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Combination skin basics

Combination skin means what you would think it does: the skin with areas of dryness and oiliness. Typically, people with combination skin have oily T-zone (forehead and nose area) and dry cheeks. What you may not know is that combination skin is often a manifestation of the skin condition called seborrhea and its cousins, seborrheic eczema and seborrheic dermatitis. The main manifestation of seborrhea is overproduction of oil on the face and scalp. Many seborrhea patients also have yeast overgrowth, especially on the scalp and eyebrow areas, which causes irritation, itching, dandruff and other problems. You may want to see a dermatologist to determine whether you have seborrhea or related conditions.

Combination skin routines usually include the following recommendations:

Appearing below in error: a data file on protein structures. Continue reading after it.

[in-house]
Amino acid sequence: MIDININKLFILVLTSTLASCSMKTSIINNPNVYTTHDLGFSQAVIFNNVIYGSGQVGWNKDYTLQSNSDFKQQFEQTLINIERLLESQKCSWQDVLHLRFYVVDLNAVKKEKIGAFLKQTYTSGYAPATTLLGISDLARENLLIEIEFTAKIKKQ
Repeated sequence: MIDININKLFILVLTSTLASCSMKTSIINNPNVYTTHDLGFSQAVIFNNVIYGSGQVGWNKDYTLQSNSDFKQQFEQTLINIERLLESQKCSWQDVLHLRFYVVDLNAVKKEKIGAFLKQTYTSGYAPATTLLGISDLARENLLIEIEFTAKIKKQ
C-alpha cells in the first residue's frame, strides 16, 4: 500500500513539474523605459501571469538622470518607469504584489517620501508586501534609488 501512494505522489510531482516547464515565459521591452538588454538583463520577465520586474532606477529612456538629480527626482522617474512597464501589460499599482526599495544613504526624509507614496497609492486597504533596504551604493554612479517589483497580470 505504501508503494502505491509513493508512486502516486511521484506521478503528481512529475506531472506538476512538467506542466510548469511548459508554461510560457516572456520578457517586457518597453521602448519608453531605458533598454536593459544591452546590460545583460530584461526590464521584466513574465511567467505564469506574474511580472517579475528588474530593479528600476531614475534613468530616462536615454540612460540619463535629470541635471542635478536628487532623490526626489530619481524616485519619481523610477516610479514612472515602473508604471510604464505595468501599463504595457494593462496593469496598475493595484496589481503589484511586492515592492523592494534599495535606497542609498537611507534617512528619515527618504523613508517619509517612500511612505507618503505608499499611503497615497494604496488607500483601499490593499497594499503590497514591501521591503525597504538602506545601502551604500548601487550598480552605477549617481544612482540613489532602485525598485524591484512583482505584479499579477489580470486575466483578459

• Treat oily and dry areas differently. Treat your scalp as well.
  • Wash your skin with a mild cleanser twice daily. Get a cleanser free of soap, harsh detergents or alcohol, ideally containing an oil production reducing agent, such as salicylic acid.
  • Switch to anti-dandruff shampoos (e.g. pyrithione zinc or selenium sulfide shampoos) and/or anti-yeast shampoos (e.g. ketoconazole shampoo). Use every other day until dandruff and other symptoms are under control; use twice a week after that.
  • After washing apply oil-free moisturizer (you can moisturize dry areas only). You can also apply oil-free moisturizer to dry areas throughout the day as needed.
  • Use oil-free sunscreen whenever sun exposure is expected.
  • Some people with combination skin may benefit from a combination of two masks used once a week. A clay mask is applied to the oily area and a moisturizing mask - to the dry areas.

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